SMSC (NASDAQ: SMSC), a leading semiconductor company enabling content-rich connectivity systems, today launched the low-power TrueAuto™ LAN88730 MII/RMII 10/100 automotive Ethernet transceiver. This device is designed specifically to meet the high reliability requirements of automotive applications, such as on-board diagnostics or fast software download interfaces for central gateway and telematics modules, navigation systems, radio head units and connectivity devices. The LAN88730 Ethernet transceiver delivers increased access speed for diagnostics and software downloads when compared with the more traditional interfaces used by the car makers so far. When used within today's complex vehicle electrical systems, the LAN88730 transceiver can help to diagnose issues faster and to lower software maintenance time so repairs are completed more efficiently and at a lower cost.
The TrueAuto quality LAN88730 transceiver has been specifically designed, fabricated, tested, characterized and qualified for the high reliability requirements of the car. The device provides a simple, digital interface via MII (IEEE 802.3u) to a standard MAC layer integrated in an embedded microcontroller. Built into an embedded device within the car, the chip can function as a network branch to the outside world, connecting the car to a personal computer, diagnostic tool or a complex Ethernet network in the repair shop.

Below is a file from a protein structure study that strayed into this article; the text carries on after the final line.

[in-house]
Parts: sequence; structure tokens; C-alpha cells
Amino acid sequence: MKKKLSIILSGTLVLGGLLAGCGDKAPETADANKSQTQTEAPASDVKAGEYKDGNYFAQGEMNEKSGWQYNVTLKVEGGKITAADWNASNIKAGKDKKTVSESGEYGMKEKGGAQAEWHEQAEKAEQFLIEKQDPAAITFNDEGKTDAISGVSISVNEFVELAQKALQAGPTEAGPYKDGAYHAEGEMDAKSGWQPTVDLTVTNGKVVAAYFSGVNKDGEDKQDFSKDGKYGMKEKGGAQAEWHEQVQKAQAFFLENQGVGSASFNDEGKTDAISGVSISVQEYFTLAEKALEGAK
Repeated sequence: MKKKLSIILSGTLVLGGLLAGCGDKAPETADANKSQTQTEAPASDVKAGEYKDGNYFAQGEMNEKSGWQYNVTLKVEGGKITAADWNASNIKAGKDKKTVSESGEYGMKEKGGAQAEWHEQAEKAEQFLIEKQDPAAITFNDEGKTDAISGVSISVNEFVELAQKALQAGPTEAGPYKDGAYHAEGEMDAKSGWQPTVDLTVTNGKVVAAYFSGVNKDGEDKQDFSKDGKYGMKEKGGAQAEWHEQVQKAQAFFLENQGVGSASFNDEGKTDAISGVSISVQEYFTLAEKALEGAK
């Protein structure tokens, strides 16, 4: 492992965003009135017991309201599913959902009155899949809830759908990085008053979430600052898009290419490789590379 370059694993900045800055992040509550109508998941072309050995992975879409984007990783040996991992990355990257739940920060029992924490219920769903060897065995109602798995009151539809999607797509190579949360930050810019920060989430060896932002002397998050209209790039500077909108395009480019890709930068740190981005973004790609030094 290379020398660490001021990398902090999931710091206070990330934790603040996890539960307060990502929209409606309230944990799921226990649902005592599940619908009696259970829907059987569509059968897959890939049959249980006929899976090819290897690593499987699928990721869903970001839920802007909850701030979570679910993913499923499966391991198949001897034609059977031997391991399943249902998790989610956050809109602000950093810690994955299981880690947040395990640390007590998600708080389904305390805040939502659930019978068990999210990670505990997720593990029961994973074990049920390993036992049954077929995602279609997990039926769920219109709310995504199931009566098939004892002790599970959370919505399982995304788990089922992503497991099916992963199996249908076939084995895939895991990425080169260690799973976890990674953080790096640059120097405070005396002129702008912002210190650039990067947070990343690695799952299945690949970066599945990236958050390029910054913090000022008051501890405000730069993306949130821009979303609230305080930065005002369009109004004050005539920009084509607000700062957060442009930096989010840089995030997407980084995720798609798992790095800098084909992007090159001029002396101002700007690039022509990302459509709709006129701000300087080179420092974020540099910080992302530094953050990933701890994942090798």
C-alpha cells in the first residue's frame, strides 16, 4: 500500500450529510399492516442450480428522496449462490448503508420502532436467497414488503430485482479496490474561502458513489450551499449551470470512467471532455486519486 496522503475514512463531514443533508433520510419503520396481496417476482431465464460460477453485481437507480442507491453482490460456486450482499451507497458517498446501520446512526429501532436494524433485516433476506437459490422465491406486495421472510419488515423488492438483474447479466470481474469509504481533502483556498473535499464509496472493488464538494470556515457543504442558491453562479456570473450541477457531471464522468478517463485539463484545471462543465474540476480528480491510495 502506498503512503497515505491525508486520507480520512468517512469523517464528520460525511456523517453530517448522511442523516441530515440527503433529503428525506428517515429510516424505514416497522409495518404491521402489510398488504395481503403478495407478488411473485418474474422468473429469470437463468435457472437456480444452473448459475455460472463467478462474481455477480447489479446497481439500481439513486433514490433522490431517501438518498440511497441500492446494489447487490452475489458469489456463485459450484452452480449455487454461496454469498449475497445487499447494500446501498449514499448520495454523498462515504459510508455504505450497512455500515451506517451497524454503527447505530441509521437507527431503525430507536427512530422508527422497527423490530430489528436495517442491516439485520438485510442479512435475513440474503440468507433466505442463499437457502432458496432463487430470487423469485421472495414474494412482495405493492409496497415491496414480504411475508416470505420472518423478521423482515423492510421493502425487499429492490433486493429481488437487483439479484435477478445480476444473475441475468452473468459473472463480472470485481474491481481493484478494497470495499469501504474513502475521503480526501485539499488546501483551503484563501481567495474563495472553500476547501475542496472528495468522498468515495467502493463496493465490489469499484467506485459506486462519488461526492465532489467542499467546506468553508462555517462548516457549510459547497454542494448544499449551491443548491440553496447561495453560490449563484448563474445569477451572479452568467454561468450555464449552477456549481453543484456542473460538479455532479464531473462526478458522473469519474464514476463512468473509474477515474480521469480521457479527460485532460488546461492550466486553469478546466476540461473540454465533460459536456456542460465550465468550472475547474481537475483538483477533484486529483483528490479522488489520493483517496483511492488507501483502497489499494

“When using today’s traditional diagnostics interfaces, transferring data between the diagnostics bay and the car can be time consuming,” said Dr. Christian Thiel, Senior Vice President and General Manager of SMSC’s Automotive Products Group. “SMSC’s new Ethernet transceiver delivers high data speed with our TrueAuto quality, offering the reliability grade that our automotive customers expect.”
Ethernet is a widely used networking technology in the repair shop IT infrastructure. Its broad proliferation, high-bandwidth and optimized communication for bursts or packets of information make it an excellent connectivity solution for the automobile. It can connect the external Ethernet-based infrastructure of the repair shop to a vehicle in a repair bay to then move large amounts of diagnostic information and software data seamlessly between the two.